What are the shoulder blades and where they are located?
The shoulder blades are two flat, triangular bones on each side of the top of your back. They are connected to the upper arm bones (humerus), collar bones (clavicle) and the muscles of the upper back, neck and arm.
What causes shoulder blade pain?
Pain in the shoulder blades can be caused by bad posture, psychological stress, shoulder overuse, injuries, pinched spinal nerves, lung diseases and disorders of other chest and abdominal organs.
The following conditions typically, but not exclusively, cause pain only in the right or only in the left shoulder blade or only between them:
- RIGHT shoulder blade pain: gallstones, liver cancer, pelvic inflammatory disease, rupture of an abdominal organ: stomach, appendix, spleen, ovary or ovarian tube (in ectopic pregnancy)
- LEFT shoulder blade pain: irritable bowel syndrome (IBS), heart, pancreas and spleen conditions
- Pain BETWEEN the shoulder blades: gastroesophageal reflux disease (GERD), esophageal cancer, broken vertebra (in osteoporosis or bone cancer), Hodgkin lymphoma, aortic dissection
Picture 1. Shoulder blade pain location
Causes of Shoulder Blade Pain by Organ
1. Poor Posture (Forward or Rounded Shoulders)
Rounded shoulders can result from the tight chest and weak upper back muscles, for example, due to a long-term desk job, and can cause pain in the shoulder blades or between them . Pain can be triggered by bending the head forwards.
2. Emotional Stress
Chronic emotional stress, anxiety or depression can result in an increased tension in your upper back muscles with burning or stabbing pain between the shoulder blades; the pain can be triggered by touching the chest with the chin, deep breathing or stretching the back muscles [89,90].
Myofascial pain syndrome is a chronic condition with palpable knots in the muscle sheaths (fascia) that act as trigger points. Snapping on the muscle knots in the shoulder blade area triggers muscle twitches at the site of the snap and deep aches in the shoulder, the back side of the arm, hand and little and ring finger (Picture 2) .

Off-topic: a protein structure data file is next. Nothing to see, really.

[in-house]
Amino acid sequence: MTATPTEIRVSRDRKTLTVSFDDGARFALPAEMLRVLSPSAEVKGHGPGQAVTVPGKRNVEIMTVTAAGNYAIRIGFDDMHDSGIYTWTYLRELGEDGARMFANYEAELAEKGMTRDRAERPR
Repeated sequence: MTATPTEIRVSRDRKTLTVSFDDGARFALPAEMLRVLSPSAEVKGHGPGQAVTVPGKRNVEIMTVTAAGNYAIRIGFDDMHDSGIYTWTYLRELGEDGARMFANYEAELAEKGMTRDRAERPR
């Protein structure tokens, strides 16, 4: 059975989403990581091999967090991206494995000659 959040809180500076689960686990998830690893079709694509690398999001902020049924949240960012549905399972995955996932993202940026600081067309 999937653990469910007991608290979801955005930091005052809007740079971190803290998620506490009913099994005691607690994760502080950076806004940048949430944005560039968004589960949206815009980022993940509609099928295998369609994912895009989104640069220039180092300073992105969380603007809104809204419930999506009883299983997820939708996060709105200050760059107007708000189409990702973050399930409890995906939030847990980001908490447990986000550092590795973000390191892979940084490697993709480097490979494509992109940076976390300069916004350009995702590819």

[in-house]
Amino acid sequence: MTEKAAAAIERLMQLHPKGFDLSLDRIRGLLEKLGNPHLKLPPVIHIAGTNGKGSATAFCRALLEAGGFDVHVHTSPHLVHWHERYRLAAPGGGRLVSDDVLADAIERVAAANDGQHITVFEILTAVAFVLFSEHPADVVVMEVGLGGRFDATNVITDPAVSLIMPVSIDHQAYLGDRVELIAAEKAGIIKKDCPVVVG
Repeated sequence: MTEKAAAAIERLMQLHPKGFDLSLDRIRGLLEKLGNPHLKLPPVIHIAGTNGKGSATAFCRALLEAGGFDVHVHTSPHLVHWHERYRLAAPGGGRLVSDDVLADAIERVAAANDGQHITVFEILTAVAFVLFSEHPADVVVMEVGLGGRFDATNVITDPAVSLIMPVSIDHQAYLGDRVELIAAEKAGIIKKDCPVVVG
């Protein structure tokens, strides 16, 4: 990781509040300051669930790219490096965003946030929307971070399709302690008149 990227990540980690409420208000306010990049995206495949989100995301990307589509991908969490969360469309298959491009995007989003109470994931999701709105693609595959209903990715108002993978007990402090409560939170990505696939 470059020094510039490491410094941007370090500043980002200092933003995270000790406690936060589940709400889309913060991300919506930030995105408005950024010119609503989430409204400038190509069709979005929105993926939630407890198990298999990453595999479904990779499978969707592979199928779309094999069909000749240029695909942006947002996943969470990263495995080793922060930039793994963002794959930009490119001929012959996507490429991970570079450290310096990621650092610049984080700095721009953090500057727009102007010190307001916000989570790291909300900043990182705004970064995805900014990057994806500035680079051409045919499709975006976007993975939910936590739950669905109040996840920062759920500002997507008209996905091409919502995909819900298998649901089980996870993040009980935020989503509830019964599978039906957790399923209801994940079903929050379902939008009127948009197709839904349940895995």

Picture 2. Myofascial pain syndrome: Applying pressure on a trigger point can cause pain over the shoulder blade that radiates down the arm.
Serratus anterior muscles on both sides of your chest help raise your upper arms forward and upward, for example, during boxing sprinting and workout exercises (push-ups, bench presses). Symptoms of overuse include:
- Pain at the bottom of the shoulder blades, below the armpits and on the inner sides of the arms down to the pinky and ring finger (Picture 3)
- Aggravation of pain by deep breathing 
4. Muscle Strain (Pulled Muscle) or Tear
Muscle strain refers to overstretching and muscle tear to a rupture of a muscle, such as during carrying a heavy backpack, reaching for something on a high shelf, push-ups, pull-ups, weightlifting (deadlift, bench press, squat) or similar activities. Symptoms include tenderness, pain and swelling in the shoulder blade area .
5. Muscle Contusion (Bruise)
Muscle contusion is a collection of the blood in a muscle (hematoma), usually caused by a direct blow or fall . Symptoms include localized swelling, bruising (reddish-bluish discoloration), tenderness and pain.
6. Snapping Scapula Syndrome
Snapping scapula syndrome refers to snapping, grinding or popping sound during shrugging or lifting an arm sideways due to rubbing of the shoulder blade against the rib cage. Other symptoms can include palpable crepitus over the medial side of the scapula, and pain between the shoulder blades when lifting the arm above the shoulder level .